Sports News Without Access, Favor, Or Discretion

You might remember us telling you Thursday about Digger Phelps' off-off-off-off-Broadway debut. Well, a Deadspin reader was in the audience Friday night, and files a full report.



No Harry Potter kid. No tie-lighters. None of the phony Al-Gore-like gesticulations we've come to love to hate.

And in spite of Will's promising teaser Thursday about the play "Love Letters," its star, ESPN's own Digger Phelps, did not get naked.

Forty bucks in New York City's theater district doesn't go that far.

(Though, with the stagehands' strike here closing a slew of productions, my ticket money got me a lot more than those poor schmuck tourists who were forced to go to MoMA, god forbid.)


"Love Letters" wasn't the sort of thing you'd imagine seeing Phelps in. First off, "LL" is spare and understated - not exactly the profile of an ex-coach-turned-talking-head. The set was two desks with chairs (not a Hi-Liter in sight), and the script is basically two people reading one another their life-long correspondence.

Also, Phelps' character, Andy Ladd, is a dorky do-gooder who ends up a tightly wound U.S. senator. He enjoys writing letters - it's the only way he can express his feelings.To give you some perspective, the character has been portrayed in the past by Christopher Reeve and William Hurt.


Phelps' co-star was Cindy Williams. Please. Not that Cindy Williams. This Cindy Williams is a TV news anchor, though she does a passing Kathleen Turner. She's from Portland, Maine, not far from the Bush family's Kenne-bunker. Which explains how Phelps, an appointee to GHW Bush's administration as well as a politician wannabe, started vacationing in the area. Once there, for whatever reason, Phelps got involved in community theater, and starred in a couple local productions of "Love Letters." (Maybe he figured out it would be the only way he'd ever hear anyone call him "Senator.")

Anyway, the calling card for Phelps' Andy Ladd is that, at the play's (jarringly abrupt) end, when he writes his last letter after Williams' character has I think committed suicide, he bursts into tears. I guess it's all anyone ever talks about - the surprise of it, how sensitive Digger is and how he really has some talent at this acting thing. Whatever. The tortured whine of his bawling reminded me of the old acting saw that one shouldn't "act drunk" when playing a drunk.


As the audience of maybe 50 applauded, he wiped his face and blew his nose. Then Digger was back. He sat on his desk, unbuttoned his suit jacket and laid out a 10-minute chalk talk on his acting philosophy, his love of community theater and how taking theater and instrumental music out of the schools forces inner-city kids to turn to rap music and other criminal activities.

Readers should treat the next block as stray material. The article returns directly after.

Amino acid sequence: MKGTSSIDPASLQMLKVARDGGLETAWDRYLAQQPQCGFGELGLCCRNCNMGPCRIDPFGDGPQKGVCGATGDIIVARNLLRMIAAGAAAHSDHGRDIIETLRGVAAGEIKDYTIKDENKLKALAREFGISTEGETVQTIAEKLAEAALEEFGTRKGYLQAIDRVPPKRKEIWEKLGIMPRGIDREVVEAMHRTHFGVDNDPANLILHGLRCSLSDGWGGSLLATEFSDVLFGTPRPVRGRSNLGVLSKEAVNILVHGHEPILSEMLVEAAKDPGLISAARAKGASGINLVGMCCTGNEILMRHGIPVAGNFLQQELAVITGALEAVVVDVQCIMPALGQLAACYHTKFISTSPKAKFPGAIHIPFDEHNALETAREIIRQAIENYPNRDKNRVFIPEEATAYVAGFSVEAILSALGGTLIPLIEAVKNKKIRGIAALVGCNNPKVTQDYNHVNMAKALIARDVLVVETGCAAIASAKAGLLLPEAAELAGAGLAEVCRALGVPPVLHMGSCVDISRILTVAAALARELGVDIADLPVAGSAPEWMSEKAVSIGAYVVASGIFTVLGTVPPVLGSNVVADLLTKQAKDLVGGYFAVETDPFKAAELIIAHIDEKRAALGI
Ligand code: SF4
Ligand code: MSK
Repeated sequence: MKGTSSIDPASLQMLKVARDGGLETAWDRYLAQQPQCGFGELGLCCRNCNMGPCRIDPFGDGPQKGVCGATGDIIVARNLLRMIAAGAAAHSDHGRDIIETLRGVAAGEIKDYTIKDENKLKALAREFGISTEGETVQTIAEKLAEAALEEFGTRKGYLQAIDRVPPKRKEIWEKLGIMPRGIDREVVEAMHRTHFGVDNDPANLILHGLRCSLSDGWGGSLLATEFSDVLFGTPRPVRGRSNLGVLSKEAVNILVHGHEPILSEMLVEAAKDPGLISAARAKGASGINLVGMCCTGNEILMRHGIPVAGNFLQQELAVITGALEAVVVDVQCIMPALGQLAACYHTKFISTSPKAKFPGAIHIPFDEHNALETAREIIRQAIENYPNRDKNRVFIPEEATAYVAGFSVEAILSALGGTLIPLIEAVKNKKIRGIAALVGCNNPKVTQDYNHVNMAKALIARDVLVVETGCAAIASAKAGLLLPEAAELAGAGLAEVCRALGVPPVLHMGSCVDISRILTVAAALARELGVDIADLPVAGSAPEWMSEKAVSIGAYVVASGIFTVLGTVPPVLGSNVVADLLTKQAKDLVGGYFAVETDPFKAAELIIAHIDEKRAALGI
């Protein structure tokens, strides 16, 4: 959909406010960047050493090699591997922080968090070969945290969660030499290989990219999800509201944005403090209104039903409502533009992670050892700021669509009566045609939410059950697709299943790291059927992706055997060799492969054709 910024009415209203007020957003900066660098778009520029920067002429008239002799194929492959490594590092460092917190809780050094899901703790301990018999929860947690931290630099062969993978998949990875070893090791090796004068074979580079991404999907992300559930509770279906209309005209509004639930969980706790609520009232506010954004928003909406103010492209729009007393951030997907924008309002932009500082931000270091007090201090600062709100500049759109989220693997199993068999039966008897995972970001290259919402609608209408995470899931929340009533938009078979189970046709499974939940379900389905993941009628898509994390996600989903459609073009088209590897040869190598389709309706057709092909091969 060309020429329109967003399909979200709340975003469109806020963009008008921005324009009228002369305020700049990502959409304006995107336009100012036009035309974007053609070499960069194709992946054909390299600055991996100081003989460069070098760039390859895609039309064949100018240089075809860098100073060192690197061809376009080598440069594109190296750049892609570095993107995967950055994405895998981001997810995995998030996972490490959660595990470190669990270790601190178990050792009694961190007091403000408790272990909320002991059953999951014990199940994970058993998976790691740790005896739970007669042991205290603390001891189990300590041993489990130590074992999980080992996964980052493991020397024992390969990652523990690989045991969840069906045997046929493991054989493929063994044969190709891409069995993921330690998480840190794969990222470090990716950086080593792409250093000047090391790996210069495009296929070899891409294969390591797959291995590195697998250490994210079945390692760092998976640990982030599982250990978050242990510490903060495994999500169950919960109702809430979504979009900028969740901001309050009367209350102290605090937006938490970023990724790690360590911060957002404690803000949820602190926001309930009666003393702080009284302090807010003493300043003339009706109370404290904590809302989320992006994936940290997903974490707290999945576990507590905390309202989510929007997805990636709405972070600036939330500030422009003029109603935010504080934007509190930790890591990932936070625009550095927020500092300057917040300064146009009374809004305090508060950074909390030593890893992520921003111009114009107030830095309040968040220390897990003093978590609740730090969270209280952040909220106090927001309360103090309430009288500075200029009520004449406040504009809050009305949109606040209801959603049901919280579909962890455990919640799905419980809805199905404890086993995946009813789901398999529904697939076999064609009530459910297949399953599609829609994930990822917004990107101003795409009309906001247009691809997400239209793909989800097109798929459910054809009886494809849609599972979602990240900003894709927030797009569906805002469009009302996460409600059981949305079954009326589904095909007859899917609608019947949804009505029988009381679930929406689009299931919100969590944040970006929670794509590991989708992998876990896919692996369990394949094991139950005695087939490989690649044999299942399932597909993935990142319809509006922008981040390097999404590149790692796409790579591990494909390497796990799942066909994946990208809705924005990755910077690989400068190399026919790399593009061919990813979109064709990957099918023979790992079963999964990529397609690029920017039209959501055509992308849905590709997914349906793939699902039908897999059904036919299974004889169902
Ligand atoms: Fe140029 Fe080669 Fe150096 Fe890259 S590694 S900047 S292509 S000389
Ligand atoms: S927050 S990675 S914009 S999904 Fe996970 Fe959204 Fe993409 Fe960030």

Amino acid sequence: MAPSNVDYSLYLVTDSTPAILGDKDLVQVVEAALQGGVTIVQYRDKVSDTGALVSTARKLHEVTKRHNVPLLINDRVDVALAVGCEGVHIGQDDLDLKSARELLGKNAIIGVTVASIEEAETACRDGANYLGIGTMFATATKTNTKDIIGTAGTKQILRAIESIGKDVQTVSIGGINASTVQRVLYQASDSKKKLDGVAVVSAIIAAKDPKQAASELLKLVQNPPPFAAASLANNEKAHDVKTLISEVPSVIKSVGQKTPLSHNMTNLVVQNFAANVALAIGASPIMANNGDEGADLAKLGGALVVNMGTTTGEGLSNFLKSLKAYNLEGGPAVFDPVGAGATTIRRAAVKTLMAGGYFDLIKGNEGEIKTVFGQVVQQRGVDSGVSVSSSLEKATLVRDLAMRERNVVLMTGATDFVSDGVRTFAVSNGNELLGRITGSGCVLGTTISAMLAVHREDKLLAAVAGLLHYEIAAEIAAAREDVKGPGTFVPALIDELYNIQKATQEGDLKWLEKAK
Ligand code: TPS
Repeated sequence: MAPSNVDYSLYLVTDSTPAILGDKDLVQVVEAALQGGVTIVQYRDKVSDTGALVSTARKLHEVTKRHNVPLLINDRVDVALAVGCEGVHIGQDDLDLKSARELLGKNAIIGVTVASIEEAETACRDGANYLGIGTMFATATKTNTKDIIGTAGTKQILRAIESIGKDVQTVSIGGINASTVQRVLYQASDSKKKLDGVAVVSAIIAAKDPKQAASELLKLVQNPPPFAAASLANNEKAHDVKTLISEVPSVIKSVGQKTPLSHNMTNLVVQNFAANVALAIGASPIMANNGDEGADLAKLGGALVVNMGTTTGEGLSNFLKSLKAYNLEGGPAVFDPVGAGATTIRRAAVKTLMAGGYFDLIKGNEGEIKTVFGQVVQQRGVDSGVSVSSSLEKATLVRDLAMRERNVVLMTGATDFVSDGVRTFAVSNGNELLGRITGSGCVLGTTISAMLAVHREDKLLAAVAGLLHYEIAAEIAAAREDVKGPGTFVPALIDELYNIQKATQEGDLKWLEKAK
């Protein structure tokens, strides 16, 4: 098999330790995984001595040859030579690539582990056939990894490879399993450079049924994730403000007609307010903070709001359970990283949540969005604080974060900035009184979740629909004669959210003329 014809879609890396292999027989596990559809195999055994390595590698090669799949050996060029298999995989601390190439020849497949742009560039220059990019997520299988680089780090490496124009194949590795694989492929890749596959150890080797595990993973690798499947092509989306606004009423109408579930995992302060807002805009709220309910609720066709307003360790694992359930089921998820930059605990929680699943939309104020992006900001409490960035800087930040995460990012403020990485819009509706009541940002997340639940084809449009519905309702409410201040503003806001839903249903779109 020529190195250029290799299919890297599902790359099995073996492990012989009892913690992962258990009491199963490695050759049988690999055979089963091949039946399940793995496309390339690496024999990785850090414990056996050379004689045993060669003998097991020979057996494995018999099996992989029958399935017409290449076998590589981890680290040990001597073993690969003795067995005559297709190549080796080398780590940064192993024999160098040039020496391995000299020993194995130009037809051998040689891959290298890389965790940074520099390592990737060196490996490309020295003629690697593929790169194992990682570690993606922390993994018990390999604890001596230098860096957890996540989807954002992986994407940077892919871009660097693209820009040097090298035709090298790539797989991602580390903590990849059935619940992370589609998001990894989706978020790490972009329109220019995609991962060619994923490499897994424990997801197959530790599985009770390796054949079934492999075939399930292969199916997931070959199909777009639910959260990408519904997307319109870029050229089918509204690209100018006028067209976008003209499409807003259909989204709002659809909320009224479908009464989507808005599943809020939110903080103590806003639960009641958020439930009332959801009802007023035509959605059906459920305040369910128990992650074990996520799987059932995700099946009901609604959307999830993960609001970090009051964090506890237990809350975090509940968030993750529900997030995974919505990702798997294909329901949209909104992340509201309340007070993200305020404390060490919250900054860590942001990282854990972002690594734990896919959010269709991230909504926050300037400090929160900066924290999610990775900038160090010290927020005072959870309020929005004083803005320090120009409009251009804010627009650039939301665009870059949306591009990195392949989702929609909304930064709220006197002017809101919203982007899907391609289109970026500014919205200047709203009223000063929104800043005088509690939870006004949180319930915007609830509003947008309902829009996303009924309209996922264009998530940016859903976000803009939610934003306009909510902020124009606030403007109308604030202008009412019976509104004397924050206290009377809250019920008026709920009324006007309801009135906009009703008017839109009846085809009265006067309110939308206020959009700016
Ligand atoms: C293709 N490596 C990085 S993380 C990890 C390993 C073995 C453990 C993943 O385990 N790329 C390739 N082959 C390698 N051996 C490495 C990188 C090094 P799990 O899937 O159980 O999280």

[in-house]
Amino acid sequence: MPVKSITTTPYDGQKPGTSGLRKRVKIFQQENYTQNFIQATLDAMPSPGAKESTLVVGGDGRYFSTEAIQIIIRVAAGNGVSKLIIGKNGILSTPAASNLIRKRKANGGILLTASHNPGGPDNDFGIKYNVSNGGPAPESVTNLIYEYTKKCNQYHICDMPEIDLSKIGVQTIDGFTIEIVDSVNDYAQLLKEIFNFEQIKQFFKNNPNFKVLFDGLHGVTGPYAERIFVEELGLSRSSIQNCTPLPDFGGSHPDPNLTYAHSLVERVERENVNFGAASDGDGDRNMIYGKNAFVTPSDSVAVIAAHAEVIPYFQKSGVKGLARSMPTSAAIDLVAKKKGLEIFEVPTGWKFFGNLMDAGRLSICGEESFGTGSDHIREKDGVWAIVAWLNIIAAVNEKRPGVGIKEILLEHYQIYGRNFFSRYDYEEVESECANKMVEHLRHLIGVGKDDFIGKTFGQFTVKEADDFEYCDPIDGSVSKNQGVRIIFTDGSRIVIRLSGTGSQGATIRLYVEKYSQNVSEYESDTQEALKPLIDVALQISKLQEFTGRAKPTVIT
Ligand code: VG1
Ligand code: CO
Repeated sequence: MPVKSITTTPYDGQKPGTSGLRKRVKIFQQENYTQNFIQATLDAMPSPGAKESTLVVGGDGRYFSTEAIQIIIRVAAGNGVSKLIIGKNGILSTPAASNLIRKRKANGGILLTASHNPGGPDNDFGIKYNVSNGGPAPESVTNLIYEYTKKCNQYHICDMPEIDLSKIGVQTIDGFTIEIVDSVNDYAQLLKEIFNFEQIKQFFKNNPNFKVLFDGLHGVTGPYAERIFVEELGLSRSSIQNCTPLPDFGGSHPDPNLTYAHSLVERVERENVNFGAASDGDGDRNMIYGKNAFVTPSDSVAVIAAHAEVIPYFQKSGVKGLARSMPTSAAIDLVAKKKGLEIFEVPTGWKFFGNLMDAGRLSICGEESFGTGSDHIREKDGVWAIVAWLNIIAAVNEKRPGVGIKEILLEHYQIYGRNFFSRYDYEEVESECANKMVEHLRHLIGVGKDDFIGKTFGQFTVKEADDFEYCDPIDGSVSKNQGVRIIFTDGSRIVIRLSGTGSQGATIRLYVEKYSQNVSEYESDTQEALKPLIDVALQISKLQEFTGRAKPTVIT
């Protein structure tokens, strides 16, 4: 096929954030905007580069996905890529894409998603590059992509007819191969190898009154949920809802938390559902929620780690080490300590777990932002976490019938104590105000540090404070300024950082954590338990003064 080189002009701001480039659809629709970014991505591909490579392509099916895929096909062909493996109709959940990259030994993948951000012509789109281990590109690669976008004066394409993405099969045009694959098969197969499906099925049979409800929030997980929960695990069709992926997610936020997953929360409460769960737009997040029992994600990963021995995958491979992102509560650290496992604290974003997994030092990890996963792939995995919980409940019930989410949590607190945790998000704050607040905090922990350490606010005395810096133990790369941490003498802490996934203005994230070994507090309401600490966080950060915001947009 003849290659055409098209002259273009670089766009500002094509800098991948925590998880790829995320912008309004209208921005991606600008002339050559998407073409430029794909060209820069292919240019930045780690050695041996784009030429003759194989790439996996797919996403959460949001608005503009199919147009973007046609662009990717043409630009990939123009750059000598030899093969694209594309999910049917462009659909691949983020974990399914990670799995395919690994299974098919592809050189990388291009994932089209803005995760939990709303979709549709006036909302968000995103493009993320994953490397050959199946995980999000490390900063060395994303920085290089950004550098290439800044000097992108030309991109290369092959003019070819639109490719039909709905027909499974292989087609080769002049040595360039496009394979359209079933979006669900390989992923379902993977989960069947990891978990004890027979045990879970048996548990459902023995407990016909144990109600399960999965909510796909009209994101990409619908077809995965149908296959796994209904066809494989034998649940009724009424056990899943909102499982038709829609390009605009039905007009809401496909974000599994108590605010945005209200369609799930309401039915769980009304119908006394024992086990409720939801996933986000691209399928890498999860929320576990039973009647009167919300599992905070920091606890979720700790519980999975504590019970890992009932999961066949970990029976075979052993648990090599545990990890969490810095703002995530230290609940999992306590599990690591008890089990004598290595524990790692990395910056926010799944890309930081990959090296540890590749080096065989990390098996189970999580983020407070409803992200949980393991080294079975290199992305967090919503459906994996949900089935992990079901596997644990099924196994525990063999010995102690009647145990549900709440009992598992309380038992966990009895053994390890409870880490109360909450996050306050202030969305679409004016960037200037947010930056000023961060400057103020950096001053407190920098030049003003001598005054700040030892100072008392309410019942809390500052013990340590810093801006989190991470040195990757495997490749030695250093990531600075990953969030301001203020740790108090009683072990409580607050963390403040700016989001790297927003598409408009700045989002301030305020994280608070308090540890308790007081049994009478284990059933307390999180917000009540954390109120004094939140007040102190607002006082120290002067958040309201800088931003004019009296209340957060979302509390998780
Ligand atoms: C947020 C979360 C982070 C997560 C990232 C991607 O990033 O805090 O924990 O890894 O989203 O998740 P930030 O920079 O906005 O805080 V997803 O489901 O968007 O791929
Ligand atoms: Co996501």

Admittedly, Phelps was preaching to the choir. Most of the folks there seemed to know each other. Whether they were well-scrubbed Fordham Irish or Irish Irish, I don't know, but even some former players showed up - three middle-aged white guys who could have only made a college squad (even Fordham's) in the 1970s and maybe '80s.


One black guy stood out in the audience. He was about 6'5", pretty well built. The right age to have played for Digger's Irish, maybe. Turns out he was a friend of the producer.

If not for him, the audience at the Helen Mills was a lot like the satisfied and clannish crowds at the Irish Repertory Theatre in Chicago - though the ladies didn't guffaw as loud as the men, and no one had pints to slosh all over their neighbors. Still, they were Tribe, and hooted obligingly when Digger delivered lines like, "I don't think you can be smart and Catholic at the same time."


For what it's worth, being among friends prob'ly allowed Phelps to do what little acting the play actually asked of him. His Andy was convincingly straight and proper - and properly mortified at one point to have to discuss a bout of teenaged impotence.

The way Phelps explained it, he gets a lot of acting practice working for ESPN - so he's pretty good at acting like he's listening when it's Dick Vitale's turn to talk. Now if only someone would tell him that playing the part of a college basketball analyst doesn't mean "acting like a college basketball analyst."

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